New Geography

March 16, 2016, 8am PDT
Writing for New Geography, Fannis Grammenos expresses skepticism that more compact cities are more affordable cities. In fact, Grammenos argues that just the opposite is true.
New Geography
October 20, 2015, 7am PDT
As Houston, Dallas and other sun belt cities build out their light-rail systems, some are asking if the investment is worth it.
New Geography
February 24, 2015, 11am PST
Most of the suburbs of the 20th century weren't designed to last more than a generation or two. As many suburbs decay, or get replaced by farther-flung rings of new bedroom communities, Carmel, Indiana is trying something different.
New Geography
December 6, 2014, 7am PST
Aaron Renn provides a dissenting argument on the implications of peak car, namely, "if we’ve really reached peak car, maybe we really can build our way out of congestion after all."
New Geography
November 1, 2014, 1pm PDT
A recent post identifies a sweet spot in the urban market: affordable cities like Cincinnati and others in the Rust Belt that provide an attractive alternative to more expensive, if more famous, cities on the coasts.
New Geography
March 20, 2014, 11am PDT
A recent study claimed that transit ridership had reached the highest levels seen in 57 years. Wendell Cox, however, argues that the narrative about a “fundamental shift” in the transportation paradigm is a misrepresentation of the truth.
New Geography
March 6, 2014, 12pm PST
Wendell Cox reviews a new working paper by Alain Bertaud called “Cities as Labor Markets.” Cox calls the lesson contained therein “Urban Planning 101” and a “much needed midcourse correction to urban planning around the world.”
New Geography
February 19, 2014, 1pm PST
A new report called “Sustaining Prosperity: A Long Term Vision for the New Orleans Region,” authored by Joel Kotkin, celebrates the rebirth of New Orleans and sets a five point plan for ensuring New Orleans’ long-term prosperity.
New Geography
February 12, 2014, 1pm PST
A recent news broadcast showed the mayor of Tacoma with a backdrop of the city of Seattle. The feeling of being hidden in the shadow of larger, older neighbor cities is familiar all over the world, but what are “kid sister” cities to do about it?
New Geography
January 31, 2014, 12pm PST
The United State Conference of Mayors recently released a report projecting moderate growth for almost all of the country’s metropolitan areas. A survey of coverage on the report reveals multiple readings of the state of the economy.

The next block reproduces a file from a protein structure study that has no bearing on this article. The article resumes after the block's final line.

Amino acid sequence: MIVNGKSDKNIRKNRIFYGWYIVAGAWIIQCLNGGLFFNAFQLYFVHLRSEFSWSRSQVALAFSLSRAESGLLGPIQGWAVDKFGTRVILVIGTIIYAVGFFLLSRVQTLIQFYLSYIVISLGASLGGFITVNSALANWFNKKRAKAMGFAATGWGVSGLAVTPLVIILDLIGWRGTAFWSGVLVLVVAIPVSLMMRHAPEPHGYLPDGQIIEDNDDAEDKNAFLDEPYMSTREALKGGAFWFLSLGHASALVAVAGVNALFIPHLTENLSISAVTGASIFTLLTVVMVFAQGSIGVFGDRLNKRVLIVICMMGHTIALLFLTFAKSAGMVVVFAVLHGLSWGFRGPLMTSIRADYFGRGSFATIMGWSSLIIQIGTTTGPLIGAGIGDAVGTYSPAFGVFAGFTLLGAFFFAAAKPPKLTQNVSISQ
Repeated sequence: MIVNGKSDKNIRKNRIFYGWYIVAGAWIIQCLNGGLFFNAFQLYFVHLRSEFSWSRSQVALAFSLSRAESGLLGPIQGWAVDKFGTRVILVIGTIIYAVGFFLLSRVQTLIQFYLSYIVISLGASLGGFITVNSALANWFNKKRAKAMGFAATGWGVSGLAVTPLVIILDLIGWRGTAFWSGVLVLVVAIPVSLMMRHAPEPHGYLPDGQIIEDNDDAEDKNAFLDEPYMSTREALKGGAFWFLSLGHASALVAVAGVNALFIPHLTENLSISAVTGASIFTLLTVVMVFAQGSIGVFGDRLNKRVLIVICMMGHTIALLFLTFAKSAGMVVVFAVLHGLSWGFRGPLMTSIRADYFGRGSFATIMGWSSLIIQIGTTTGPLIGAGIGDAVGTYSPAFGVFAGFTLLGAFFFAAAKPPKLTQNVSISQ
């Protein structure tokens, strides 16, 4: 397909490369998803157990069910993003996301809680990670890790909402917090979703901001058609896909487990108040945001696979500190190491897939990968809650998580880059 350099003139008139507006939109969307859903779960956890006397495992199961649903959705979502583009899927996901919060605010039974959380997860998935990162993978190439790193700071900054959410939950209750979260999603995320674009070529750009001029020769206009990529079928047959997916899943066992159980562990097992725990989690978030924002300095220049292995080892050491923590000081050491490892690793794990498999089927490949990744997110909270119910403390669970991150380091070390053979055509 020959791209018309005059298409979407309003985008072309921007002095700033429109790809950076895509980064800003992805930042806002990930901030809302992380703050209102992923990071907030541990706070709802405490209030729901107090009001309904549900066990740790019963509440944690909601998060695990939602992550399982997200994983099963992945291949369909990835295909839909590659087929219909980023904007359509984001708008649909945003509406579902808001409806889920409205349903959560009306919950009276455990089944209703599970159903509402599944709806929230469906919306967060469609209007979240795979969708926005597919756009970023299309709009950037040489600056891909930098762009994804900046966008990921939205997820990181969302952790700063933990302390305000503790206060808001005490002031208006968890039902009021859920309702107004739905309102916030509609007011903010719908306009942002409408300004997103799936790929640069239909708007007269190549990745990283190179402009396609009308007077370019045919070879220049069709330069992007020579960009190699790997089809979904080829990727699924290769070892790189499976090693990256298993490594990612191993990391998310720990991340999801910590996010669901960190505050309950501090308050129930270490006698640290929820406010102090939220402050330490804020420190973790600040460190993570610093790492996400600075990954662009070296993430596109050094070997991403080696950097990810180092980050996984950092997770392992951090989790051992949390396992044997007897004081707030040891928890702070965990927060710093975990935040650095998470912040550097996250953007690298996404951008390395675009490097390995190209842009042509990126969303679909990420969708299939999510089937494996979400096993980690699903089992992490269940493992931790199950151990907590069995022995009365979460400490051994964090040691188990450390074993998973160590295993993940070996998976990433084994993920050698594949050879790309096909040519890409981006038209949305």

New Geography
September 14, 2013, 9am PDT
Remember those recent articles in respected national news organizations that reported a million baby boomers had moved to America's 50 largest cities between 2000 and 2010? According to Wendell Cox, they had the story backwards.
New Geography
September 9, 2013, 7am PDT
The constant criticism of America's freeways makes it difficult to appreciate this infrastructure as important economic and cultural artifacts and a wonderful way to see the country.
New Geography
August 24, 2013, 7am PDT
The Census Bureau's questionable methodology for estimating municipal population growth has resulted in counter-intuitive and often outrageous numbers, warns Aaron M. Renn.
New Geography
July 10, 2013, 1pm PDT
Calling 'white infill' the new 'white flight', Richey Piiparinen argues that urban thinkers need to consider whether the back-to-the-city trend is exacerbating inequity and segregation.
New Geography
June 4, 2013, 12pm PDT
While conceding that suburbia, and home construction patterns, will change in the coming decades, a new report from Joel Kotkin argues that the "dream" of suburban American homeownership is alive and well and poised to remain relevant.
New Geography
May 25, 2013, 1pm PDT
After a sharp decline during the recession, an industrial expansion is helping to drive job growth in many of America’s metropolitan areas. New analysis outlines the country’s best manufacturing ‘storylines’.
New Geography
April 3, 2013, 2pm PDT
The post office and the church are just two of the many building types which once occupied central places in our communities, but have become obsolete due to cultural, economic, and demographic shifts. To what lengths should we go to preserve them?
New Geography
February 26, 2013, 2pm PST
Accounting for 45% of America's land mass and 30% of its population, the Great Plains, the Intermountain West, the Gulf states, and the Southeastern industrial belt are key to a national revival, says a new report from the Manhattan Institute.
New Geography
February 15, 2013, 5am PST
Anyone with an Internet connection can tell you when a city was founded. But after the trauma of urban renewal and suburban flight, how much historic fabric remains? Wendell Cox ranks metropolitan areas by their shares of pre-World War II homes.
New Geography
January 3, 2013, 7am PST
Richey Piiparinen explores the "original sin" of the quest for urban “livability” - economic development - and examines what the pitfalls are when cities are designed for high-valued consumers rather than people.
New Geography